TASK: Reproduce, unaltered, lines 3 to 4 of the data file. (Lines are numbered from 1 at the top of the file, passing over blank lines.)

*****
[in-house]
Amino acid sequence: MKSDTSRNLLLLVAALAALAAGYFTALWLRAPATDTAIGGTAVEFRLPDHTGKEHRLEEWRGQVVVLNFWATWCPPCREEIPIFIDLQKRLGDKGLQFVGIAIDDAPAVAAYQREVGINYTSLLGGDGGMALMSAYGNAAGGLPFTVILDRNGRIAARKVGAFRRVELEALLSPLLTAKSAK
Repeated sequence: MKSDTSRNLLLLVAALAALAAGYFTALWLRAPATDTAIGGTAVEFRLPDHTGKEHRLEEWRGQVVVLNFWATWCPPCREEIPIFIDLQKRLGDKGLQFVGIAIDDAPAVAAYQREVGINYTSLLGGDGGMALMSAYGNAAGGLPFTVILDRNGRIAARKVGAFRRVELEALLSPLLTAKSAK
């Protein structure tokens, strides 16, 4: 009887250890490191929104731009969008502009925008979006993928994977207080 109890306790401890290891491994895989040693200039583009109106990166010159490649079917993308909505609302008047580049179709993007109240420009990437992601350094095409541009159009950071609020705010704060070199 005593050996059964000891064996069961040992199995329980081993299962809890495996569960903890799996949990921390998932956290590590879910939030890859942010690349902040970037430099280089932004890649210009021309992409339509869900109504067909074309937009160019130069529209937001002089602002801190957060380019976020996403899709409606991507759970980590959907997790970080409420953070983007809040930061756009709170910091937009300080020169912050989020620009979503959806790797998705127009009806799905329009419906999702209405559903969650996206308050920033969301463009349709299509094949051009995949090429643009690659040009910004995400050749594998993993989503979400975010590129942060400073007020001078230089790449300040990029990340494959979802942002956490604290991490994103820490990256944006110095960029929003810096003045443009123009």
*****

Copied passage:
Repeated sequence: MKSDTSRNLLLLVAALAALAAGYFTALWLRAPATDTAIGGTAVEFRLPDHTGKEHRLEEWRGQVVVLNFWATWCPPCREEIPIFIDLQKRLGDKGLQFVGIAIDDAPAVAAYQREVGINYTSLLGGDGGMALMSAYGNAAGGLPFTVILDRNGRIAARKVGAFRRVELEALLSPLLTAKSAK
């Protein structure tokens, strides 16, 4: 009887250890490191929104731009969008502009925008979006993928994977207080 109890306790401890290891491994895989040693200039583009109106990166010159490649079917993308909505609302008047580049179709993007109240420009990437992601350094095409541009159009950071609020705010704060070199 005593050996059964000891064996069961040992199995329980081993299962809890495996569960903890799996949990921390998932956290590590879910939030890859942010690349902040970037430099280089932004890649210009021309992409339509869900109504067909074309937009160019130069529209937001002089602002801190957060380019976020996403899709409606991507759970980590959907997790970080409420953070983007809040930061756009709170910091937009300080020169912050989020620009979503959806790797998705127009009806799905329009419906999702209405559903969650996206308050920033969301463009349709299509094949051009995949090429643009690659040009910004995400050749594998993993989503979400975010590129942060400073007020001078230089790449300040990029990340494959979802942002956490604290991490994103820490990256944006110095960029929003810096003045443009123009």